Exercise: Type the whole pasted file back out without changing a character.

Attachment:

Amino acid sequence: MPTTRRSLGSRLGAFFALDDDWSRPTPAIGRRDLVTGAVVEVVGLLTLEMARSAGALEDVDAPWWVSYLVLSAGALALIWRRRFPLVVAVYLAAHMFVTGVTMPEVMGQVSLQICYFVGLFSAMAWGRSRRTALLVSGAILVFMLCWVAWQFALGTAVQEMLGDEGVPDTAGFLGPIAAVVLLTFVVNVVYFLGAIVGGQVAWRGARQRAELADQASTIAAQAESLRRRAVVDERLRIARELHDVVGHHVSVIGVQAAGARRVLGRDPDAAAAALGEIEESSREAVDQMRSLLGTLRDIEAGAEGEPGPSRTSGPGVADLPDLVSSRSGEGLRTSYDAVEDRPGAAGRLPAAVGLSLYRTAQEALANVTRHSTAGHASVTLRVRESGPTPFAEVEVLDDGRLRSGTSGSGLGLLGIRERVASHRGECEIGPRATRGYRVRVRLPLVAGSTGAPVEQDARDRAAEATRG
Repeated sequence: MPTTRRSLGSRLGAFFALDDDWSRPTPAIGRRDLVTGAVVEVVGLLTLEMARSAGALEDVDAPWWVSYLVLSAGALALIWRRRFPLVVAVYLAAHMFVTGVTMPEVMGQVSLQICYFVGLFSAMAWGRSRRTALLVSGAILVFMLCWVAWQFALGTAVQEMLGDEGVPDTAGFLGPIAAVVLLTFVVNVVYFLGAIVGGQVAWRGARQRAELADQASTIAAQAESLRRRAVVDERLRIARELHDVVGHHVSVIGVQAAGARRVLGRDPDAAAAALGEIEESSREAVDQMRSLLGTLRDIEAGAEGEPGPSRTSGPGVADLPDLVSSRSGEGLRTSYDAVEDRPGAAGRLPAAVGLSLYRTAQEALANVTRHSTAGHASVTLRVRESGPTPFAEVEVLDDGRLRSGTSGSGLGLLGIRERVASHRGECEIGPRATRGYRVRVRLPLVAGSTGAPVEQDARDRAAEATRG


Amino acid sequence: MPTTRRSLGSRLGAFFALDDDWSRPTPAIGRRDLVTGAVVEVVGLLTLEMARSAGALEDVDAPWWVSYLVLSAGALALIWRRRFPLVVAVYLAAHMFVTGVTMPEVMGQVSLQICYFVGLFSAMAWGRSRRTALLVSGAILVFMLCWVAWQFALGTAVQEMLGDEGVPDTAGFLGPIAAVVLLTFVVNVVYFLGAIVGGQVAWRGARQRAELADQASTIAAQAESLRRRAVVDERLRIARELHDVVGHHVSVIGVQAAGARRVLGRDPDAAAAALGEIEESSREAVDQMRSLLGTLRDIEAGAEGEPGPSRTSGPGVADLPDLVSSRSGEGLRTSYDAVEDRPGAAGRLPAAVGLSLYRTAQEALANVTRHSTAGHASVTLRVRESGPTPFAEVEVLDDGRLRSGTSGSGLGLLGIRERVASHRGECEIGPRATRGYRVRVRLPLVAGSTGAPVEQDARDRAAEATRG
Repeated sequence: MPTTRRSLGSRLGAFFALDDDWSRPTPAIGRRDLVTGAVVEVVGLLTLEMARSAGALEDVDAPWWVSYLVLSAGALALIWRRRFPLVVAVYLAAHMFVTGVTMPEVMGQVSLQICYFVGLFSAMAWGRSRRTALLVSGAILVFMLCWVAWQFALGTAVQEMLGDEGVPDTAGFLGPIAAVVLLTFVVNVVYFLGAIVGGQVAWRGARQRAELADQASTIAAQAESLRRRAVVDERLRIARELHDVVGHHVSVIGVQAAGARRVLGRDPDAAAAALGEIEESSREAVDQMRSLLGTLRDIEAGAEGEPGPSRTSGPGVADLPDLVSSRSGEGLRTSYDAVEDRPGAAGRLPAAVGLSLYRTAQEALANVTRHSTAGHASVTLRVRESGPTPFAEVEVLDDGRLRSGTSGSGLGLLGIRERVASHRGECEIGPRATRGYRVRVRLPLVAGSTGAPVEQDARDRAAEATRG